Background of displacement and recent developments
In 1996, and again between 1998 and 2003, the Democratic Republic
of the Congo (DRC) suffered two major wars, in which millions died
and large-scale displacement occurred. A number of rebel groups,
more or less closely linked to neighbouring states such as Uganda
and Rwanda, competed to control large areas of eastern DRC.
Civilians bore the brunt of the violence, often being targeted for
ethnic or political reasons. Displacement peaked in 2003, with an
estimated 3.4 million people forced from their homes, most of them
in the east of the country. The International Rescue Committee
estimated that 3.9 million people had died as a result of
conflict-related causes since 1998 (IRC, 6 January 2006).
In mid-2003, a power-sharing transitional government was set up
following the withdrawal of foreign armies. Made up of former
enemies who frequently quarrelled openly, the national government
was unable to bring security to eastern DRC, where local militias
continued to cause massive displacement. In 2006, millions of
voters elected Joseph Kabila as President in the country's first
multi-candidate vote in over 45 years. The majority of IDPs were
reportedly unable to vote due to insecurity, or because they had
lost their electoral cards during their flight or had them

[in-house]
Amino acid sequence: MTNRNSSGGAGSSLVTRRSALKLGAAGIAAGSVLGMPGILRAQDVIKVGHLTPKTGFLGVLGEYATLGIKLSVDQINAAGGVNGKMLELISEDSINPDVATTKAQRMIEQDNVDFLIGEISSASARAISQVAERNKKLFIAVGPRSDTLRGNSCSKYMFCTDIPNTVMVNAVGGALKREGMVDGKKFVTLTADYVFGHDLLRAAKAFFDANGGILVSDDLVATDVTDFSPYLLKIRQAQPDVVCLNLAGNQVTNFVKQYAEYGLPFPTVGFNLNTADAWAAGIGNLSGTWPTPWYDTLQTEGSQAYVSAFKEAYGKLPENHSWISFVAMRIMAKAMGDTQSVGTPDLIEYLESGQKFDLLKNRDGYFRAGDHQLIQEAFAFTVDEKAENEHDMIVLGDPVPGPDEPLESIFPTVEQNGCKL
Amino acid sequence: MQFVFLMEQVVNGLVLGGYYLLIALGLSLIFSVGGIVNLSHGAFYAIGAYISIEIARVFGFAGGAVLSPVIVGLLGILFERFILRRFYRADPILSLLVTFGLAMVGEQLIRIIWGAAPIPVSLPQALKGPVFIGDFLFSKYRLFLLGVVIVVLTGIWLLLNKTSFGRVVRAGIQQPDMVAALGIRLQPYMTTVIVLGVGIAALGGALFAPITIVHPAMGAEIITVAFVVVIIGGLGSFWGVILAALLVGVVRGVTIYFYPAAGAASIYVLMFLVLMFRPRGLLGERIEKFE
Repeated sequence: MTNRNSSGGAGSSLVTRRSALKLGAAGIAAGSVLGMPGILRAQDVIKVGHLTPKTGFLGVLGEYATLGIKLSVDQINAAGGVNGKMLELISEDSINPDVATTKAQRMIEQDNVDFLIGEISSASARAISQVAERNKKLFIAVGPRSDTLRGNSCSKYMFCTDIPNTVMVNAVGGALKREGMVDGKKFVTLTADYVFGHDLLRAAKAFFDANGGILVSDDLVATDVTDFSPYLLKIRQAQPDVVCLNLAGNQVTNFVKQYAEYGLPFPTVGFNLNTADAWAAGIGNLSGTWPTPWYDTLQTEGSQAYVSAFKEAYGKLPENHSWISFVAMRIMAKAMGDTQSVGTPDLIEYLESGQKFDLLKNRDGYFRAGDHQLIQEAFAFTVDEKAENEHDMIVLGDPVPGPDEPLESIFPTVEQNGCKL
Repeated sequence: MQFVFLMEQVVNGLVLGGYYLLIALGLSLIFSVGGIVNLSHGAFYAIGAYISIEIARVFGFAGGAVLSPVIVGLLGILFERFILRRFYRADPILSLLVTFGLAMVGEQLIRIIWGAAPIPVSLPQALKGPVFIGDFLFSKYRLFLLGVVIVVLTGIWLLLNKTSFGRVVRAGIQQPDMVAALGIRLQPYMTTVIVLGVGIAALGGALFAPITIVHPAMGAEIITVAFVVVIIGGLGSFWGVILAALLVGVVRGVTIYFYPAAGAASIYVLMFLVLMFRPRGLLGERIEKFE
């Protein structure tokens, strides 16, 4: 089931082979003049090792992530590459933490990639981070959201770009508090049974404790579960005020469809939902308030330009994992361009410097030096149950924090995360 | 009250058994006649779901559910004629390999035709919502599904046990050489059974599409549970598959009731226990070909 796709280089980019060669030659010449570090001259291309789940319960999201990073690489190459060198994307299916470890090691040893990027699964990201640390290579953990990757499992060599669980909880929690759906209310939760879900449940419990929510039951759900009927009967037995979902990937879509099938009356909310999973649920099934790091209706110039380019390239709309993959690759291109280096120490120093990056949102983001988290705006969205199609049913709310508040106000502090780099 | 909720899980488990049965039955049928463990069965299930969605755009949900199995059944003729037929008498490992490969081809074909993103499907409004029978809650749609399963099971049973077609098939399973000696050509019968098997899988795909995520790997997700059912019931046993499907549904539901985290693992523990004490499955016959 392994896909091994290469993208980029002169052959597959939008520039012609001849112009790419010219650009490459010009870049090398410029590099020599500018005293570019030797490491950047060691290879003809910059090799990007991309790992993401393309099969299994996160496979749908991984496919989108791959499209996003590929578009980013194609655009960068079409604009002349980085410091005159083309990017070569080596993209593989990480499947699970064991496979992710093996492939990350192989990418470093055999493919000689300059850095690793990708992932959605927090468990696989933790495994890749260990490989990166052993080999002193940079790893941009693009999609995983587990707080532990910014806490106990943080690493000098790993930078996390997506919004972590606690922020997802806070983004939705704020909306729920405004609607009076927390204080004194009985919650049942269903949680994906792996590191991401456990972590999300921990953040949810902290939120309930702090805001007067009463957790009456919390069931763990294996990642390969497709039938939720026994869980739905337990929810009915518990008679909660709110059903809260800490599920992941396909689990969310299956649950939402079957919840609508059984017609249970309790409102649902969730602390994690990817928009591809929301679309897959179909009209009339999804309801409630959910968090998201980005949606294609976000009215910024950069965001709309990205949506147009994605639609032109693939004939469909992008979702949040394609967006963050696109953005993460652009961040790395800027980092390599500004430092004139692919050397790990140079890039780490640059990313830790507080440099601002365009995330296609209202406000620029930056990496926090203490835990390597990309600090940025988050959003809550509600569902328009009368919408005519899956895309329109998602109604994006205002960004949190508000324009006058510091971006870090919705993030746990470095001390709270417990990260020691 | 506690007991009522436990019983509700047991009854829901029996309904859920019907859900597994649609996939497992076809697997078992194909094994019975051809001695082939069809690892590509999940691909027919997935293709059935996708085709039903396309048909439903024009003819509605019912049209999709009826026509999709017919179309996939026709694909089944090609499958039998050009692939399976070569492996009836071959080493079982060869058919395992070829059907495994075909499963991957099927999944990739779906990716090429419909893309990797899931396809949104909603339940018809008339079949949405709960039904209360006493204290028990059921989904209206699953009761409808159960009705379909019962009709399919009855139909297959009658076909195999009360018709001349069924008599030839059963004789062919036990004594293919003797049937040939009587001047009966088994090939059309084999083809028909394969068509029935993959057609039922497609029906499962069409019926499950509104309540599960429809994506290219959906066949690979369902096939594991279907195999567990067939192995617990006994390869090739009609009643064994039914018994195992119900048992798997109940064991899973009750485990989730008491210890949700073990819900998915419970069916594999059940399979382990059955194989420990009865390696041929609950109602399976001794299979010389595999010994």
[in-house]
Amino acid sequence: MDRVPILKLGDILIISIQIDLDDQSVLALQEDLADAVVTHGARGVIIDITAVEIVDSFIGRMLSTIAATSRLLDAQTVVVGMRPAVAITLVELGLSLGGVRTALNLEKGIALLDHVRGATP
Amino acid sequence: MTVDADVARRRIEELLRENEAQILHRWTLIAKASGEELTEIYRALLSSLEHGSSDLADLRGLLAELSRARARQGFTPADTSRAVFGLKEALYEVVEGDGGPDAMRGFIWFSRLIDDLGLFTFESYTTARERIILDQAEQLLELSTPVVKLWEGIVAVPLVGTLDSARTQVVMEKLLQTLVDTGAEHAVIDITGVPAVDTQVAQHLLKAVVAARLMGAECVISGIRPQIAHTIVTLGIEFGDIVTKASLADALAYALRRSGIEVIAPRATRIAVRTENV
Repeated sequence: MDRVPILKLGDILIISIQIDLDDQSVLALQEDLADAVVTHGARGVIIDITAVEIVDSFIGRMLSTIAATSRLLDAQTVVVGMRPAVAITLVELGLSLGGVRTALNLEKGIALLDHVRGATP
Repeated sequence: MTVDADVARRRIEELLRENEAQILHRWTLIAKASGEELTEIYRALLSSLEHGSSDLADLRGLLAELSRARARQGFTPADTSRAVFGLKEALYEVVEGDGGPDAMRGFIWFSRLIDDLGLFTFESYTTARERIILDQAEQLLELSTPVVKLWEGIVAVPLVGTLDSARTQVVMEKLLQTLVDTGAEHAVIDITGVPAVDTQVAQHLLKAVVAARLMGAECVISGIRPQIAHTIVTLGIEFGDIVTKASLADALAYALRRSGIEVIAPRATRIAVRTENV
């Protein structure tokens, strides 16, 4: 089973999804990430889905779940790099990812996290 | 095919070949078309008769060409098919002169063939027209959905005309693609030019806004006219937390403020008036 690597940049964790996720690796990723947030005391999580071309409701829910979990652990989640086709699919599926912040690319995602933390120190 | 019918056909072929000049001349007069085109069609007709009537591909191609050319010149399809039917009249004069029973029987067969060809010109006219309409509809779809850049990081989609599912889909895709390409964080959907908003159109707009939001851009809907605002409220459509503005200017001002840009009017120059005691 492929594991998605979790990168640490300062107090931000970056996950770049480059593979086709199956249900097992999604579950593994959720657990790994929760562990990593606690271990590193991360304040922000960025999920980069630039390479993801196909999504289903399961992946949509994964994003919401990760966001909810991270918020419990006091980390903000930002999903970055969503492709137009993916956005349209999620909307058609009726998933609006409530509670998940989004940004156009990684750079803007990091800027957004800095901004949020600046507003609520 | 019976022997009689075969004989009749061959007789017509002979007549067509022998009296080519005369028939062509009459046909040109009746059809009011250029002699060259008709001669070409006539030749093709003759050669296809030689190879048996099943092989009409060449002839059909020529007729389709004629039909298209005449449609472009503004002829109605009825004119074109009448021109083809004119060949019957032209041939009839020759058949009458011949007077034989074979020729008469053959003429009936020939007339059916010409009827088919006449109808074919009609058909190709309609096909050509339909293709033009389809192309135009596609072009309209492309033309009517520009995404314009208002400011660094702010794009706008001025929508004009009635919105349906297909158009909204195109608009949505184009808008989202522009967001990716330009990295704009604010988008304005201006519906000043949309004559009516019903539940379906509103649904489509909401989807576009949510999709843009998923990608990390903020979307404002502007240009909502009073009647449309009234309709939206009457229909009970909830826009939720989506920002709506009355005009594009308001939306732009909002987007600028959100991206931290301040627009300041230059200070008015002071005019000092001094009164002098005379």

confiscated by armed men (OCHA, 15 August 2006; NRC, April 2006).
Authorised to use all necessary means to protect civilians under
imminent threat of physical violence ("Chapter VII" of the UN
Charter), the 17,000 peacekeepers of the UN Mission in the
Democratic Republic of Congo (MONUC) play a crucial role in
providing security in the country. About 85 per cent of them are
deployed in the unstable north-east of the country (UN News, 25 May
2007). MONUC is also tasked with monitoring compliance with the
arms embargo imposed by the UN Security Council on armed groups
operating in eastern DRC. ... Despite the arms embargo, weapons
continue to be channelled to various armed groups in the DRC from
neighbouring countries. MONUC's mandate is due to be reviewed by
the UN Security Council at the end of 2007, and in the absence of
stability in the eastern provinces, it is essential that this
mandate is extended and adequately financed.
The continued presence of 20 foreign and domestic armed groups
remains the biggest threat to the population (OCHA, 17 July 2007).
The policy of the Congolese government in response to this
challenge is to integrate into the army over 78,000 troops from
various belligerent factions through a process known as "brassage",
as well as to disarm and repatriate foreign armed groups (MONUC, 8
March 2007). However, this integration process has been marred by
corruption and by conflicts between soldiers, often reflecting
local ethnic divisions, particularly in North and South Kivu.
Failings in the disarmament and demobilisation programme,
administered by the Congolese commission CONADER, have resulted in
an undisciplined national army, which has taken on the
characteristics of the rebel groups it was supposed to be
integrating (CFR, 16 February 2007). Congolese soldiers, themselves
ill-equipped, unpaid and unfed, are often in no position to defend
themselves - or any civilian in their care - against armed groups.
The government needs to complete the brassage process with the
support of the international community if the security of civilians
is to improve.
In North Kivu, dissident general Laurent Nkunda, at the helm of one
of the Congolese rebel groups, agreed in December 2006 to a limited